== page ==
Film — The Sisterhood of the Traveling Pants (PG)

 

by Amy Diaz        adiaz@hippopress.com

 

Four girls spend their summer traveling to new places, learning new things and being not nearly as annoying as those activities would imply in Sisterhood of the Traveling Pants, a big girly hug of a movie.

For those who think actors don’t matter, I submit The Sisterhood of the Traveling Pants. Filled with Hilary Duffs and Mandy Moores, I do believe this movie would have had me crying tears of blood and banging my head against the theater floor to make the saccharine-induced pain stop. (But, like extras in an Allegra commercial, perhaps I have a heightened sensitivity to the pollen-like allergens of cuteness.) But with Alexis Bledel (of Gilmore Girls), Amber Tamblyn (of Joan of Arcadia), Blake Lively (of, well, nothing) and especially the ass-kicking (in a charming way) America Ferrera (of Real Women Have Curves), The Sisterhood of the Traveling Pants becomes such an honest, engaging little movie that you can forgive its occasional dips in the frothier end of the Oprah-pool. Yes, the girls sit in a circle and make pledges to each other, yes there’s some group hugging — but the story between all these bits of sentimentality is just a big loveable cupcake.

See, the girls — Tibby (Tamblyn), Lena (Bledel), Carmen (Ferrera) and Bridget (Lively) — have been friends forever, comforting each other through divorces and the death of parents. And now, during a summer in their middle teens, the girls stare down a long three months without each other. Bridget, whose mom recently committed suicide, is off to Mexico to a soccer camp. Lena is bound for the idyllic island in Greece where her grandparents live. Carmen is headed to the South Carolina suburbs where she expects to spend a summer with her father (who she’s seen only a handful of times since her parents divorced). And then there’s Tibby, stuck in the girls’ hometown of Bethesda working at a Wal-Mart-like store and making what she calls her “suckumentary” about the despair of her young life. Holding them together through this time of adventure will be a pair of vintage jeans which, impossibly, fits them all — from the tall Bridget to the, er, Puerto Rican Carmen. (Being of the hips-and-butt-having Latin ethnicity myself, I assure you that is a real miracle of physics.) They agree to each wear the jeans a week and then pass them off to another girl with a letter detailing what happened.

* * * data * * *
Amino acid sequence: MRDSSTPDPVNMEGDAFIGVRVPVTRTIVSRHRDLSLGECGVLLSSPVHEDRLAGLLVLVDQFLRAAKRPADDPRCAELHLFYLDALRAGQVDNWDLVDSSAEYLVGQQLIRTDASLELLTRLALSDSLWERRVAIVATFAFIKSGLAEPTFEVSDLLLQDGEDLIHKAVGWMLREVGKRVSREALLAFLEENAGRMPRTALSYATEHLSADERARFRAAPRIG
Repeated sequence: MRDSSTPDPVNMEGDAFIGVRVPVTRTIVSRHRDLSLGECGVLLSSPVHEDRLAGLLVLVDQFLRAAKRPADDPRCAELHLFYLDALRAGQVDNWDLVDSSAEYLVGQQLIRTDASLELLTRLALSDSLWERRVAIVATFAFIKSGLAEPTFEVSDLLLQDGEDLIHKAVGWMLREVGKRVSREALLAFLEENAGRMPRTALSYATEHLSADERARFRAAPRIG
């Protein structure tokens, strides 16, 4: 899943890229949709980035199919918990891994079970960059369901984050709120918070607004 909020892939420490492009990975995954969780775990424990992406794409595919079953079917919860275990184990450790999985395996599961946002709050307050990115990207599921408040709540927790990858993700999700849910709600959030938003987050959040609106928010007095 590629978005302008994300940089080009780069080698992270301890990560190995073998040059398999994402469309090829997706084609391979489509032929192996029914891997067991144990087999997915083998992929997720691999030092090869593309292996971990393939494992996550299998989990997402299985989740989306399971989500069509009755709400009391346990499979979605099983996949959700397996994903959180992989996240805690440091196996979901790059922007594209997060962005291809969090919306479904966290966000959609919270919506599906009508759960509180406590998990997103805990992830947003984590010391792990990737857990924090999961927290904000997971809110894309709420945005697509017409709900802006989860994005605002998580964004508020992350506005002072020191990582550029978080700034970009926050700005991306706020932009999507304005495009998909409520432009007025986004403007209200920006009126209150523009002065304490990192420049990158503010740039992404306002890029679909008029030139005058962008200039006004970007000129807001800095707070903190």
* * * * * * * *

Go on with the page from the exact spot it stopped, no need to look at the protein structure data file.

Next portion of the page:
Lena’s adventure involves the shy artist’s involvement with a local Greek boy. Their gentle romance brings her out of her shell, even as it seems to upset her very traditional family for reasons she doesn’t understand.  Bridget’s romance is less shy — she all but pounces on the slightly-older-than-her coach running the camp. But, always in motion, Bridget’s feelings for the boy seem to have less to do with him and more to do with her own sadness and fear.

Back home, Tibby darkly snarks through her days of affixing price stickers and shooting footage for her movies until she meets Bailey (Jenna Boyd), a sweet 12-year-old who adopts the unwilling Tibby as her older sister.

Of all the stories, however, the most interesting belongs to Carmen. Arriving at her dad’s house, she finds out that he has a very blond and Anglo fiancée who has very blond and Anglo children and that her dad is very much enjoying being the dad of this new family. Rejection, fear and anger clash as Carmen tries to decide what to make of the life her father has constructed entirely without her.

Ferrera is a remarkable actress — genuine and radiantly beautiful not in spite of her full figure but because she’s allowed to be chubby and cute with no apologies. Though other stories deal with death and loss, Carmen’s is the strongest and goes the deepest with a scene where Carmen finally talks to her father about her feelings toward him. It’s the kind of thing that, in the hands of a lesser actress, would have been a soppy mess. But with the sparkling Ferrera, we don’t grit our teeth through it; we believe her.

Sisterhood of the Traveling Pants probably won’t have many male viewers or much of an audience with anyone over 18 but its intended crowd really couldn’t ask for a better adaptation of the book.

 
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